Thursday, June 17, 2010

In Conclusion: Another graphic journey to France

I say "another" because I just read French Milk.

Craig Thompson warns the reader that Carnet de Voyage is not his "next book." Following the successful Blankets, Carnet de Voyage is mostly just a travelogue during Craig's 2-month visit to France and Morocco—a trip that was part pleasure, part publicity tour, and part research for his "next book" Habibi (due out...sometime).

What I couldn't stand about Blankets was how whiney the main character was (and since it's pretty much a memoir, that means it was Thompson that was whiney). Initially, this really turned me off of Carnet de Voyage as well, because now Craig was moping about the girlfriend from Blankets that had dumped him (or as I should accurately title her as he did, his "lover"). Here he was across the world seeing lots of exciting things...but he just complained about how miserable his life was, how he'd rather be in Portland, Oregon, than Morocco, and how ill he felt (because he didn't sleep, because he staying up moping, because he was depressed).

Oy yoy. I'm hitting the battery-operated doorbell we have in our office right now that makes a big "wahhhh wahhhhhhhhhhhhhhh" sound.

So, initially, I was just as annoyed at the voice behind these drawings. But then I thought back to my visit to Spain in 2006, and I recalled how absolutely miserable I was on that trip as well. And it didn't even have anything to do with the trip (except for that whole getting robbed on the first day thing). It had everything to do with Life and all its little details. And when other things are on your mind, it's really hard to completely let them go and enjoy your time in a foreign place; it's easy to wish for comforts of home. I remember walking on the outskirts of Madrid and seeing some hills, thinking the landscape reminded me of California, and wishing I was in California instead of Spain. Now, I yell at that past version of myself and say, "You were in SPAIN! Shutup!"

And then Thompson did this amazing thing where he became really self-aware that he was moping and being a Debbie-downer. Though his brooding was still irritating, at least he recognized he was doing it. And was ridiculous for doing so.

Another reason I'd rate this one higher than Blankets is the art. Thompson's art in this is AMAAAAZING. Because it's just a freestyle sketchbook, he explores a range of styles (probably because of variety of drawing utensils)—from self-aware caricature, to loose sketching of landscape, to detailed brushstroke portraits. His dedication of individual pages to individual experiences added a lot of personalization; otherwise a travelogue of places seen can be nearly the same for everyone who has visited them. His self-mockery while riding a camel, a spontaneous game of laser tag, and a journey down a mountain on a snowboard were some of my favorites.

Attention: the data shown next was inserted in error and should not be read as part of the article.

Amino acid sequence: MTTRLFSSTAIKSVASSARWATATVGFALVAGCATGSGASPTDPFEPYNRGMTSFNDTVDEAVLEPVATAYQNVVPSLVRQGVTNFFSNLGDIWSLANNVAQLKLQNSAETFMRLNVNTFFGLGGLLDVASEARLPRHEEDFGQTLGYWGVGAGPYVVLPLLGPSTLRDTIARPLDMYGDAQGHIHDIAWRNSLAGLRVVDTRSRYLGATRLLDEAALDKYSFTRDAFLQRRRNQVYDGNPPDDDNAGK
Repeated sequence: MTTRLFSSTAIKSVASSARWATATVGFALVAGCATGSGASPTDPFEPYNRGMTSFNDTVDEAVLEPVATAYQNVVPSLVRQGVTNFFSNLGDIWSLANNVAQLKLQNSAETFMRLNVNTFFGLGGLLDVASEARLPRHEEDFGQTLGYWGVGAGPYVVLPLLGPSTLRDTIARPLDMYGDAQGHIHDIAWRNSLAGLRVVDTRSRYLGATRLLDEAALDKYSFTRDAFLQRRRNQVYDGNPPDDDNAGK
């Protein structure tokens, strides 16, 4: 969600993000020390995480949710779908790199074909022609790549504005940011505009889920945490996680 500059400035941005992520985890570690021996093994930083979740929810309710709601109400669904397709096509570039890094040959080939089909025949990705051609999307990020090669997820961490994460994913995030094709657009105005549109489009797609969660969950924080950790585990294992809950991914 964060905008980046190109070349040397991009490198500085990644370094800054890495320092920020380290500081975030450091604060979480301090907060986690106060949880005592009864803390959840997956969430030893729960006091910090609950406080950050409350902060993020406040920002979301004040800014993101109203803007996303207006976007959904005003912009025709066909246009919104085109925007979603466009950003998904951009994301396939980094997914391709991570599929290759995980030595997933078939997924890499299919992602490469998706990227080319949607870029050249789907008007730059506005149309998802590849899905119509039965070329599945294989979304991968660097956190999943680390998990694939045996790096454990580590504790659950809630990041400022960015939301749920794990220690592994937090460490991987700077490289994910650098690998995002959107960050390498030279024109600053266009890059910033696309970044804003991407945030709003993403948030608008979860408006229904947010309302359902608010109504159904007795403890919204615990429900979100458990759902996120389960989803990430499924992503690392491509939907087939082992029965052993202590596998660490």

In this collection of sketches, Thompson had a wonderful eye on the people around him. In my opinion, people are, hands down, the best thing about visiting a foreign place. To see another person in their element, to wonder how they live their life day-to-day, to know that their belief system and value set may be completely different than your own or what you are accustomed to—it's both humbling and fascinating. His drawings of locals, friends, and travel acquaintances provide a much closer look at his experiences abroad. And because he always tried to discover the story behind the person, his experiences seemed more...poetic, or worthwhile, or fulfilling, or [insert descriptive yet subtle adjective here].

According to Thompson's blog, Habibi is on schedule to be completed this summer. I'm anxious to see more of his art, but a little hesitant to read more whining. So hopefully this one won't include the memoir bits about his ex-"lover."

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